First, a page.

Social deduction games are games in which some or all players’ roles are unknown. While the win condition varies from game to game, players can use logic and deduction to figure out the roles of others and gain a tactical advantage. This means players will often bluff to prevent suspicion.
I have a close friend who loves tabletop games so before commencing my study of game experience design I had already played a few social deduction games; The Resistance, Coup, and of course the popular party game Mafia using a deck of standard playing cards. I had also played an online variant of Mafia called Town of Salem. Personally, I have never been a big fan of this genre. I realise that this is probably because I am terrible at the strategic aspects of social deduction, so I almost never win these games (and, really… who doesn’t want to win?). However, I can still enjoy myself while playing some variants of social deduction games without winning. I tend to favour hidden role and deduction games with more mechanics and structure, instead of a game like Mafia where I have to simply talk my way out of suspicion.
The game experience closest to Mafia was a popular variation called Ultimate Werewolf designed by Ted Alspach and published by Bézier Games. There are two teams; the villagers and the werewolves. The villagers’ goal is to ‘lynch’ all werewolves that have invaded their village, and the werewolves’ goal is to ‘kill’ villagers one at a time until they are outnumbered. Each player is given a hidden role that is aligned with either the villagers or the werewolves, and some will have special abilities or unique motivations to win. There are ‘day’ and ‘night’ turns in which players discuss and eliminate other players based on their assigned role. The game is run by a moderator who does not play for either team.
The mechanics of the game can be very complex when multiple special roles are introduced, but we played a simplified version with only werewolves, villagers, and a seer. There are not many physical pieces in this game; only a deck of role cards to be distributed to players. Gameplay is enacted through discussion and collective player choices that are facilitated through the game moderator.
On the box, this game claims to be for “up to 75 players”. Having played hidden role games like this one before, I found that the larger group was way too chaotic and confusing for me in comparison to the usual 5-10 players. This made it difficult to feel meaningfully involved in the game, especially as a villager with limited agency. That said, I am not a huge fan of Mafia, or in this case Werewolves, as a hidden role game to begin with which may have already predisposed my game experience. I found the artwork and theme of Werewolves perfect for the mystery and hysteria of a hidden role game like Mafia, and its villager-versus-supernatural-threat narrative is similar to Town of Salem and the witch trials.
Coup is a hidden role game designed by Rikki Tahta and published by Indie Boards & Cards. It requires revealing all other players’ roles, referred to as ‘influence’, to win. Each player is given two influence role cards with their own set of unique abilities and take turns to enact various actions with those cards or ‘coins’ accumulated on previous turns. Players can also choose to bluff which cards they have in their possession to gain an advantage. Each action taken by the player gives others the opportunity to ‘challenge’ and catch their bluff, resulting in the loss of one influence card.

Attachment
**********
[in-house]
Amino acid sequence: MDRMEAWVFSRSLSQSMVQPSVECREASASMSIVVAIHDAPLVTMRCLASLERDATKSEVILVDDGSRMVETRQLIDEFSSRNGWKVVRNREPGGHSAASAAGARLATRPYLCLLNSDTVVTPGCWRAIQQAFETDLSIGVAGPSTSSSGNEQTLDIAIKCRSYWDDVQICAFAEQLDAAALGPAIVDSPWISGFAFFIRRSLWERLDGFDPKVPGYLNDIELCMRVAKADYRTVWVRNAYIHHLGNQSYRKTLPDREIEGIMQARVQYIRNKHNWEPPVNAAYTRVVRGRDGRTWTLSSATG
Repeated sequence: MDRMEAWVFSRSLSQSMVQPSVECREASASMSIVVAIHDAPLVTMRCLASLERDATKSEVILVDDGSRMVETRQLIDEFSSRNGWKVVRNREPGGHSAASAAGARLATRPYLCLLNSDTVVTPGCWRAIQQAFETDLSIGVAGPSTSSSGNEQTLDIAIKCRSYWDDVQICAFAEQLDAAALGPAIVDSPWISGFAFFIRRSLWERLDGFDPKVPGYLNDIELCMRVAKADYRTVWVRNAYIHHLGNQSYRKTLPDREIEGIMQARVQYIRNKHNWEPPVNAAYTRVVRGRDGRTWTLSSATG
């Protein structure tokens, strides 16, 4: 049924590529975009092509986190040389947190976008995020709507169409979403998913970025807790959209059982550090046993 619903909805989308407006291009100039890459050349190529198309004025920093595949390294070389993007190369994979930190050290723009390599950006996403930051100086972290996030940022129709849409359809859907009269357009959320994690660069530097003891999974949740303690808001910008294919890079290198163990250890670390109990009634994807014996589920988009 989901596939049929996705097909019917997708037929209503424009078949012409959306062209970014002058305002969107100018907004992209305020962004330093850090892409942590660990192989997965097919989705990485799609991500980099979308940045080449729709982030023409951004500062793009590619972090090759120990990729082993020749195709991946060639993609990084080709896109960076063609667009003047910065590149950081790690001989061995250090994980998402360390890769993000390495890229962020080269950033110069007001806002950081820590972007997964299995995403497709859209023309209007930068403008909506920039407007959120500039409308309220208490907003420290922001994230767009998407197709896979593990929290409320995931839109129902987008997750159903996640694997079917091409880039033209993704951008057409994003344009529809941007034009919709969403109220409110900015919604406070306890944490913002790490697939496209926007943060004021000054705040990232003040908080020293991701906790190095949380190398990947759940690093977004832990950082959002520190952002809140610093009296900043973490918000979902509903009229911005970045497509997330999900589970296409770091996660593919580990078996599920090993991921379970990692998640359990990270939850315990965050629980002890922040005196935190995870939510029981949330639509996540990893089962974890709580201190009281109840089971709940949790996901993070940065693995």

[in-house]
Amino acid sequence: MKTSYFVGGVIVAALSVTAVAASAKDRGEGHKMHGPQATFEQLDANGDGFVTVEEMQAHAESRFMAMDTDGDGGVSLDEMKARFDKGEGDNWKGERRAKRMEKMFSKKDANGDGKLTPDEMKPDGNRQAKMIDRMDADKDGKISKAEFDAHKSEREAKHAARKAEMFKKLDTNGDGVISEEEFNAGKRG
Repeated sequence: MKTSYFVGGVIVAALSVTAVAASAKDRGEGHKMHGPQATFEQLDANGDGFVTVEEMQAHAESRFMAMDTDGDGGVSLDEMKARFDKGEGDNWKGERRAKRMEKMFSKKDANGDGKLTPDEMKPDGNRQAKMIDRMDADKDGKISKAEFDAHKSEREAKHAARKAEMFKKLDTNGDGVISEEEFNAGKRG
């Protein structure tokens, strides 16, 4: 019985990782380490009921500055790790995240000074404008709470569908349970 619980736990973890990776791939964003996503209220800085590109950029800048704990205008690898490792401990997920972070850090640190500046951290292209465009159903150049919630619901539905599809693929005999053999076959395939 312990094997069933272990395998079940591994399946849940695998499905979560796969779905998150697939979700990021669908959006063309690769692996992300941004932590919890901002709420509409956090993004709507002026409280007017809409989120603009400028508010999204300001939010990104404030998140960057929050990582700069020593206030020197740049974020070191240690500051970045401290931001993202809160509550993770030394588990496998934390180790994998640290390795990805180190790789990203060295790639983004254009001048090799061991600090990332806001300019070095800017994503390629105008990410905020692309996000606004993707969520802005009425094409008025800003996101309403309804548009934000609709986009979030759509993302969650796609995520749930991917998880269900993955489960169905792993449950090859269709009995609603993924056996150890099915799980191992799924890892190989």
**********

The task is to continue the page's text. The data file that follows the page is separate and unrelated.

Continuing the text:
Coup can be played using high-risk, high-reward mind games, or with a more safe but slow method. There are many different mechanics and combinations at play that reflect good strategic depth. Although the rules may seem complex at first, once the initial entry barrier is overcome the game’s effective simplicity becomes more apparent.
Because I had played this game before, I had the task of explaining the gameplay to others in a way that was easy enough to understand. I described Coup as “kinda like the game Cheat (read; Bullshit) but with more steps”. Although the experience was great overall, I found that I again had a similar preference for smaller groups of players, just like I had with Werewolves. I personally find that tracking and deducing is just much easier with less players on the board. The artwork and theme of this game are also well-executed and would be especially interesting to any fans of The Resistance universe, though I feel as though the way gameplay mechanics are tied into the narrative could be improved. While playing this game, I don’t get as immersed in the playspace and role I have been assigned as I do in Werewolves or Town of Salem.
Takeaways from this experience
There were aspects of both social deduction games that I liked and disliked. While I preferred the gameplay of Coup to Werewolves, I enjoyed the theme and collaborative roleplay aspects of Werewolves much more than the lacking narrative-gameplay relationship in Coup. If I were to design my own social deduction or hidden role game, I would like to focus on creating something with the depth of strategy and simplicity of Coup that also has the fun, immersive aspects of Werewolves by encouraging players to really get into character.